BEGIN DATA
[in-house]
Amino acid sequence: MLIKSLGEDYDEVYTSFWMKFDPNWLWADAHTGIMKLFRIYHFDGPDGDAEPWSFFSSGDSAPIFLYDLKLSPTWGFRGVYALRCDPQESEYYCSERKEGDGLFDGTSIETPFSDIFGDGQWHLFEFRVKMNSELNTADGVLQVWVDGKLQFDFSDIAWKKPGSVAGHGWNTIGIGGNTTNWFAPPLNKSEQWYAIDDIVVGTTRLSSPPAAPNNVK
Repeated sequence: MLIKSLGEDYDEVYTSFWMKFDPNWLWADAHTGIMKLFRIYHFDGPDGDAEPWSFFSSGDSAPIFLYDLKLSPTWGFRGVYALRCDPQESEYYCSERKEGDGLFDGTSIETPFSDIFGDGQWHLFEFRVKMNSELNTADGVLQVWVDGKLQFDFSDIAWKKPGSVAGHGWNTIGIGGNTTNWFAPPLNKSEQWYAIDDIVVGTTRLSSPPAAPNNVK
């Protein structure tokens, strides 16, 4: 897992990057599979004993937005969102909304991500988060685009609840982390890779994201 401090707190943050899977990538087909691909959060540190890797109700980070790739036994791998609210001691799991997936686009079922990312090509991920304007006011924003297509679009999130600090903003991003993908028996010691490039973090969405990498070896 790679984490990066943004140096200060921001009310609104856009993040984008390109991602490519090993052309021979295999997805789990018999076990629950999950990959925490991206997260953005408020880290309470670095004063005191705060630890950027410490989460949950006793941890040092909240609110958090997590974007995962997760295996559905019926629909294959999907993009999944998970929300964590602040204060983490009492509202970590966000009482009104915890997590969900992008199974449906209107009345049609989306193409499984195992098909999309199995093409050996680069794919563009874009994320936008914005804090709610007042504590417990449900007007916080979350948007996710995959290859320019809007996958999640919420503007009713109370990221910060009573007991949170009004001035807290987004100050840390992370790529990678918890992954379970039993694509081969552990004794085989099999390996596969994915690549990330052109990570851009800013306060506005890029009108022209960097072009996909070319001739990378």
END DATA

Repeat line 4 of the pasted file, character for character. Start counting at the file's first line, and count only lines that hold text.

């Protein structure tokens, strides 16, 4: 897992990057599979004993937005969102909304991500988060685009609840982390890779994201 401090707190943050899977990538087909691909959060540190890797109700980070790739036994791998609210001691799991997936686009079922990312090509991920304007006011924003297509679009999130600090903003991003993908028996010691490039973090969405990498070896 790679984490990066943004140096200060921001009310609104856009993040984008390109991602490519090993052309021979295999997805789990018999076990629950999950990959925490991206997260953005408020880290309470670095004063005191705060630890950027410490989460949950006793941890040092909240609110958090997590974007995962997760295996559905019926629909294959999907993009999944998970929300964590602040204060983490009492509202970590966000009482009104915890997590969900992008199974449906209107009345049609989306193409499984195992098909999309199995093409050996680069794919563009874009994320936008914005804090709610007042504590417990449900007007916080979350948007996710995959290859320019809007996958999640919420503007009713109370990221910060009573007991949170009004001035807290987004100050840390992370790529990678918890992954379970039993694509081969552990004794085989099999390996596969994915690549990330052109990570851009800013306060506005890029009108022209960097072009996909070319001739990378």